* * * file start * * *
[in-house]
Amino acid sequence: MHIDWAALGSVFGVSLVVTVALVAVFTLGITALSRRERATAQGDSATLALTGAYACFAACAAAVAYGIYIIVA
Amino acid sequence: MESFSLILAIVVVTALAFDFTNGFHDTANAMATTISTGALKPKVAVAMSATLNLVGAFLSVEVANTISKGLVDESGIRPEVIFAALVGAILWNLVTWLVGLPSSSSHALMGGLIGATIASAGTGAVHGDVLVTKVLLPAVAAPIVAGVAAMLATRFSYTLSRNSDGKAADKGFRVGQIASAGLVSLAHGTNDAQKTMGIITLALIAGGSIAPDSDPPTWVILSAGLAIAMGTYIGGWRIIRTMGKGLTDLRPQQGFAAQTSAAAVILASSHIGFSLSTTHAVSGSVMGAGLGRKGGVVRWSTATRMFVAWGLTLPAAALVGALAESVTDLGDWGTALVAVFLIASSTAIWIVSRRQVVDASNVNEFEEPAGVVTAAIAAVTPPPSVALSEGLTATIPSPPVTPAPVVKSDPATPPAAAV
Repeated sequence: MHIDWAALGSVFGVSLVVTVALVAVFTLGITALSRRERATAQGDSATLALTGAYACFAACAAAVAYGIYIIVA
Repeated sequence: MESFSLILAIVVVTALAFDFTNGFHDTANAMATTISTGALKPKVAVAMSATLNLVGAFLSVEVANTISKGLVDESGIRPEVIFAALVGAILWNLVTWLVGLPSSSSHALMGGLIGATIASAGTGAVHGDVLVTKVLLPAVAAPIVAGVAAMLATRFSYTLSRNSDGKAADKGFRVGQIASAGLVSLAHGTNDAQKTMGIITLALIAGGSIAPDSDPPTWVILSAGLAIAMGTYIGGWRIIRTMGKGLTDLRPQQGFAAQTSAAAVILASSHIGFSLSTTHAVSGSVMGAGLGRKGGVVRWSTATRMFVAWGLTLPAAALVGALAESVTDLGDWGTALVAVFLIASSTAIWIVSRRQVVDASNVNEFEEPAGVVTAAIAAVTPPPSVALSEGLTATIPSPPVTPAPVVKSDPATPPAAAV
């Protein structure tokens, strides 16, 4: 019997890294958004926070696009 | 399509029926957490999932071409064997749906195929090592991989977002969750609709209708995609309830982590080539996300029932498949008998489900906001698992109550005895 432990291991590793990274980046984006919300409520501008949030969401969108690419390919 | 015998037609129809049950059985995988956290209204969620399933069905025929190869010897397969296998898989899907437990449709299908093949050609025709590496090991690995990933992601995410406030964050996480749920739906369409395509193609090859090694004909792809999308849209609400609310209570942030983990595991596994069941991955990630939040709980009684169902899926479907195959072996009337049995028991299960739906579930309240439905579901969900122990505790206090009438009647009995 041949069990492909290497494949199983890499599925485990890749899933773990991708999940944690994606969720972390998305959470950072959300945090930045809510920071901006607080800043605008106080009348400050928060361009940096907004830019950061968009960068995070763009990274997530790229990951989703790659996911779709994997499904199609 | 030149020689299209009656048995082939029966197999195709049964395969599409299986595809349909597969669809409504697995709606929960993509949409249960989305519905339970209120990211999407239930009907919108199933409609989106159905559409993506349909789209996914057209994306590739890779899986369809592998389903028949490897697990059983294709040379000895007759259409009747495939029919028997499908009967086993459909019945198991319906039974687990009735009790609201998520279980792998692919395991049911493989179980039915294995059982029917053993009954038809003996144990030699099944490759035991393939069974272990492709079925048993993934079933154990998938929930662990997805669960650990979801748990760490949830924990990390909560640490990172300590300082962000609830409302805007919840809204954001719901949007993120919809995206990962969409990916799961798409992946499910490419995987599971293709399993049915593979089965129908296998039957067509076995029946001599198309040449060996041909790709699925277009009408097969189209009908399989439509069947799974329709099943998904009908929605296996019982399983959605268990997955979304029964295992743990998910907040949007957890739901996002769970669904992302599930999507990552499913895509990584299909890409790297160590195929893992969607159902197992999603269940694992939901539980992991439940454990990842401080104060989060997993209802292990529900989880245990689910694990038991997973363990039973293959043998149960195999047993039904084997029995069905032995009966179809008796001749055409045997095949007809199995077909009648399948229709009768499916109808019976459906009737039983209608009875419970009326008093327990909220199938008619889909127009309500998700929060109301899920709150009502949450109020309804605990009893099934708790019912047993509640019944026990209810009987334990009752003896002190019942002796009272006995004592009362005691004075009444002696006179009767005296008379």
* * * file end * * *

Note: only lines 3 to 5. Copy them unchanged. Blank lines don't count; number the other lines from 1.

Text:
Amino acid sequence: MESFSLILAIVVVTALAFDFTNGFHDTANAMATTISTGALKPKVAVAMSATLNLVGAFLSVEVANTISKGLVDESGIRPEVIFAALVGAILWNLVTWLVGLPSSSSHALMGGLIGATIASAGTGAVHGDVLVTKVLLPAVAAPIVAGVAAMLATRFSYTLSRNSDGKAADKGFRVGQIASAGLVSLAHGTNDAQKTMGIITLALIAGGSIAPDSDPPTWVILSAGLAIAMGTYIGGWRIIRTMGKGLTDLRPQQGFAAQTSAAAVILASSHIGFSLSTTHAVSGSVMGAGLGRKGGVVRWSTATRMFVAWGLTLPAAALVGALAESVTDLGDWGTALVAVFLIASSTAIWIVSRRQVVDASNVNEFEEPAGVVTAAIAAVTPPPSVALSEGLTATIPSPPVTPAPVVKSDPATPPAAAV
Repeated sequence: MHIDWAALGSVFGVSLVVTVALVAVFTLGITALSRRERATAQGDSATLALTGAYACFAACAAAVAYGIYIIVA
Repeated sequence: MESFSLILAIVVVTALAFDFTNGFHDTANAMATTISTGALKPKVAVAMSATLNLVGAFLSVEVANTISKGLVDESGIRPEVIFAALVGAILWNLVTWLVGLPSSSSHALMGGLIGATIASAGTGAVHGDVLVTKVLLPAVAAPIVAGVAAMLATRFSYTLSRNSDGKAADKGFRVGQIASAGLVSLAHGTNDAQKTMGIITLALIAGGSIAPDSDPPTWVILSAGLAIAMGTYIGGWRIIRTMGKGLTDLRPQQGFAAQTSAAAVILASSHIGFSLSTTHAVSGSVMGAGLGRKGGVVRWSTATRMFVAWGLTLPAAALVGALAESVTDLGDWGTALVAVFLIASSTAIWIVSRRQVVDASNVNEFEEPAGVVTAAIAAVTPPPSVALSEGLTATIPSPPVTPAPVVKSDPATPPAAAV